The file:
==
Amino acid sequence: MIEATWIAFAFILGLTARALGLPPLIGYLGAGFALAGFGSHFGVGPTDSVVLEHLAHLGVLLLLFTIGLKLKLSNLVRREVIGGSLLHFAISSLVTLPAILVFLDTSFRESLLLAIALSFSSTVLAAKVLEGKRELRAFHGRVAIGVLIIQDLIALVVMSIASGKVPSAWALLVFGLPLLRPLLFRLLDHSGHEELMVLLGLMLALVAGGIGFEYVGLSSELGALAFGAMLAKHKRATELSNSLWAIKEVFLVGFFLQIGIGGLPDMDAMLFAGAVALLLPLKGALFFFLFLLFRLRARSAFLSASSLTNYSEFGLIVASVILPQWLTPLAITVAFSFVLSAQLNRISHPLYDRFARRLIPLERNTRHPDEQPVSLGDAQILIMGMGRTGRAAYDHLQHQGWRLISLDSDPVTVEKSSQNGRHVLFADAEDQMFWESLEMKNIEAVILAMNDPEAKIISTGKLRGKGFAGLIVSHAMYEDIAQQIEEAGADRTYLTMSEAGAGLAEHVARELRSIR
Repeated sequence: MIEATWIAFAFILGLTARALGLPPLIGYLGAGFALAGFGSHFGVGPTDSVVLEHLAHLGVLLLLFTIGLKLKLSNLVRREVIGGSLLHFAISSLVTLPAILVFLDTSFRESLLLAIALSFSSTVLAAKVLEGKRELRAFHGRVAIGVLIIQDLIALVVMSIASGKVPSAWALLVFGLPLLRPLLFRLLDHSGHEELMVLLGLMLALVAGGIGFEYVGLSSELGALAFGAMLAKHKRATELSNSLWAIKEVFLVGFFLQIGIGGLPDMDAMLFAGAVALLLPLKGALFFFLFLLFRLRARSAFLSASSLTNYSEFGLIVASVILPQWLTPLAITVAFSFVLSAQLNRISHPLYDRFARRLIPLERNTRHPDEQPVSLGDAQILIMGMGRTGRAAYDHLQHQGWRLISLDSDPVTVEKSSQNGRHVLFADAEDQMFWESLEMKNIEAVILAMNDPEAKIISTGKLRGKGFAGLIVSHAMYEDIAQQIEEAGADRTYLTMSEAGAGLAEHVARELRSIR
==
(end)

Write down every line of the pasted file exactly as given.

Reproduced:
Amino acid sequence: MIEATWIAFAFILGLTARALGLPPLIGYLGAGFALAGFGSHFGVGPTDSVVLEHLAHLGVLLLLFTIGLKLKLSNLVRREVIGGSLLHFAISSLVTLPAILVFLDTSFRESLLLAIALSFSSTVLAAKVLEGKRELRAFHGRVAIGVLIIQDLIALVVMSIASGKVPSAWALLVFGLPLLRPLLFRLLDHSGHEELMVLLGLMLALVAGGIGFEYVGLSSELGALAFGAMLAKHKRATELSNSLWAIKEVFLVGFFLQIGIGGLPDMDAMLFAGAVALLLPLKGALFFFLFLLFRLRARSAFLSASSLTNYSEFGLIVASVILPQWLTPLAITVAFSFVLSAQLNRISHPLYDRFARRLIPLERNTRHPDEQPVSLGDAQILIMGMGRTGRAAYDHLQHQGWRLISLDSDPVTVEKSSQNGRHVLFADAEDQMFWESLEMKNIEAVILAMNDPEAKIISTGKLRGKGFAGLIVSHAMYEDIAQQIEEAGADRTYLTMSEAGAGLAEHVARELRSIR
Repeated sequence: MIEATWIAFAFILGLTARALGLPPLIGYLGAGFALAGFGSHFGVGPTDSVVLEHLAHLGVLLLLFTIGLKLKLSNLVRREVIGGSLLHFAISSLVTLPAILVFLDTSFRESLLLAIALSFSSTVLAAKVLEGKRELRAFHGRVAIGVLIIQDLIALVVMSIASGKVPSAWALLVFGLPLLRPLLFRLLDHSGHEELMVLLGLMLALVAGGIGFEYVGLSSELGALAFGAMLAKHKRATELSNSLWAIKEVFLVGFFLQIGIGGLPDMDAMLFAGAVALLLPLKGALFFFLFLLFRLRARSAFLSASSLTNYSEFGLIVASVILPQWLTPLAITVAFSFVLSAQLNRISHPLYDRFARRLIPLERNTRHPDEQPVSLGDAQILIMGMGRTGRAAYDHLQHQGWRLISLDSDPVTVEKSSQNGRHVLFADAEDQMFWESLEMKNIEAVILAMNDPEAKIISTGKLRGKGFAGLIVSHAMYEDIAQQIEEAGADRTYLTMSEAGAGLAEHVARELRSIR